"We are going to meet at the beach."
Translation:E launa ana kākou ma ke kai.
Most common in conversational Hawaiian as well as in traditional writings is "i kahakai" without an article. However, "i ke kahakai" does exist, but it is usually used when the name of the beach (or its location) is also included, such as "i ke kahakai ʻo Waikīkī," when just "i kahakai" wouldn't work.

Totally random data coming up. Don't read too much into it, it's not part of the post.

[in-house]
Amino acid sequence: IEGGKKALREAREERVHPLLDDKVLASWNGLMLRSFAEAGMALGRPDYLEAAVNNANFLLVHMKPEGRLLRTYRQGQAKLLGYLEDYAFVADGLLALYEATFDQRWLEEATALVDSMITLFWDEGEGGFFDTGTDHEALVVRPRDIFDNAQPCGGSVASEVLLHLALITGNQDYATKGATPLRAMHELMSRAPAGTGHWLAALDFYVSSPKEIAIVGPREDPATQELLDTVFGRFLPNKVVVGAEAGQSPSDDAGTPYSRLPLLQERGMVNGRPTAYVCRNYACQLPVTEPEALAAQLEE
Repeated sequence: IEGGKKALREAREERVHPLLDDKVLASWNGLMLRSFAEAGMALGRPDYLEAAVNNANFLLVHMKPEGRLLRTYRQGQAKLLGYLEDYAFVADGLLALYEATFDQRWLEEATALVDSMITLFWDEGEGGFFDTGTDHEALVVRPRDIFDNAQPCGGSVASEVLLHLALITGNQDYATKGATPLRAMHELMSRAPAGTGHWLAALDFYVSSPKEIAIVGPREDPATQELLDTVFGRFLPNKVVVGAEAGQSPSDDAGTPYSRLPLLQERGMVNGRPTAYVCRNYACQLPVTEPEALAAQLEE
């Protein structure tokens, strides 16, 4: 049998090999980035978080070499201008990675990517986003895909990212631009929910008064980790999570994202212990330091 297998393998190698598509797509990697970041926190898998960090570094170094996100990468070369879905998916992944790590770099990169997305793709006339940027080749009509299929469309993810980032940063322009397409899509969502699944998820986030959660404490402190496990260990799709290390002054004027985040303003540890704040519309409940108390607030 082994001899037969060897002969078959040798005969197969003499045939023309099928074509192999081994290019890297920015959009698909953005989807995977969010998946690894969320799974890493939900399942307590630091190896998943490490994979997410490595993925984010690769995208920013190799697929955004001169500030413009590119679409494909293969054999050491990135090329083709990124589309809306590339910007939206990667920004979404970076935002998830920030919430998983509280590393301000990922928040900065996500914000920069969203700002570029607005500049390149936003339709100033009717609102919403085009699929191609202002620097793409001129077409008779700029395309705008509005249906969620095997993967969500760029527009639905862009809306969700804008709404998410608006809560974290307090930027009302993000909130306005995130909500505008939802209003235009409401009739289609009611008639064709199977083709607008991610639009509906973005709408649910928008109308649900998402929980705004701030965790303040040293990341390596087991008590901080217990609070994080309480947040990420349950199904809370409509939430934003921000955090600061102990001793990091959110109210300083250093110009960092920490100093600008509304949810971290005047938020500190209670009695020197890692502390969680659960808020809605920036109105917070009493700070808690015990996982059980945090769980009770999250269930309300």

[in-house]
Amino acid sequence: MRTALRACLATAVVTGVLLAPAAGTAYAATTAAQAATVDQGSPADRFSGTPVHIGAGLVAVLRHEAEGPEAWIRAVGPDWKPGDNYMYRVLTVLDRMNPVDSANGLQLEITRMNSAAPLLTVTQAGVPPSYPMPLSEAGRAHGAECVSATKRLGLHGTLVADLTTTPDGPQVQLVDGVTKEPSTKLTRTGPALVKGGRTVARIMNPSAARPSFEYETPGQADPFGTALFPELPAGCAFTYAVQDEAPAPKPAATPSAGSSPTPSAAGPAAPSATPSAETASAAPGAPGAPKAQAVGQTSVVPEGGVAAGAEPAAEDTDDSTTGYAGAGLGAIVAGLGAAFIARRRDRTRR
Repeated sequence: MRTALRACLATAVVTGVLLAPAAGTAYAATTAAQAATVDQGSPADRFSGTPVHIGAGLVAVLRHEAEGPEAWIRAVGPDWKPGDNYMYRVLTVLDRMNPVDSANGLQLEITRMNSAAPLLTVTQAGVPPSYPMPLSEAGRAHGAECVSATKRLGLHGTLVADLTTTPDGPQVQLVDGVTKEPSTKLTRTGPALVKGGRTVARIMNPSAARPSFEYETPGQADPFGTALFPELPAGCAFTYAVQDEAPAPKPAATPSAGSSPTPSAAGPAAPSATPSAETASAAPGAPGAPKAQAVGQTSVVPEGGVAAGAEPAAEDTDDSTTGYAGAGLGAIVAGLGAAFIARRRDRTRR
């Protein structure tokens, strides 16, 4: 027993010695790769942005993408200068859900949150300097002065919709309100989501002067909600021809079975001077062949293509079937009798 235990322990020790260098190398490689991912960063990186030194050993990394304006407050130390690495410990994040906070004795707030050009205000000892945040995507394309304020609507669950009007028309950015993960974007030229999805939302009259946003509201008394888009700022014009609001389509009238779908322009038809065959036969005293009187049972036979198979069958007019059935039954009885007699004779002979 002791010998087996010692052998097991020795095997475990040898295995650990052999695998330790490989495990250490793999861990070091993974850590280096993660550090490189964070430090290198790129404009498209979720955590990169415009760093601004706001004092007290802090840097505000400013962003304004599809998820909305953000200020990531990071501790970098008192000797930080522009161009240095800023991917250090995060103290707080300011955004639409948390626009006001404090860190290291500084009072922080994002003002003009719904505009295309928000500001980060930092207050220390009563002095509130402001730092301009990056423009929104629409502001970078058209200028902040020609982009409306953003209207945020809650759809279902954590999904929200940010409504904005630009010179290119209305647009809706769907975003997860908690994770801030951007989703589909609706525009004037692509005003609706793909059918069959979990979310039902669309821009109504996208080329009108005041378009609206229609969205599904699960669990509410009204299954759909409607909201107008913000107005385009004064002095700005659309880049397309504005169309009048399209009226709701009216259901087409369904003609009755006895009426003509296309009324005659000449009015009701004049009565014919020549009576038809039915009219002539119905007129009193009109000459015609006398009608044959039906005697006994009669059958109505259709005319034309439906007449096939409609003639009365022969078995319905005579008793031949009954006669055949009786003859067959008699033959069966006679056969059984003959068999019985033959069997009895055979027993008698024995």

Same goes for "ma kahakai" and "ma ke kahakai," although use of "ma" is not as common as "i," and it cannot be used if it means "to."
Hope this helps.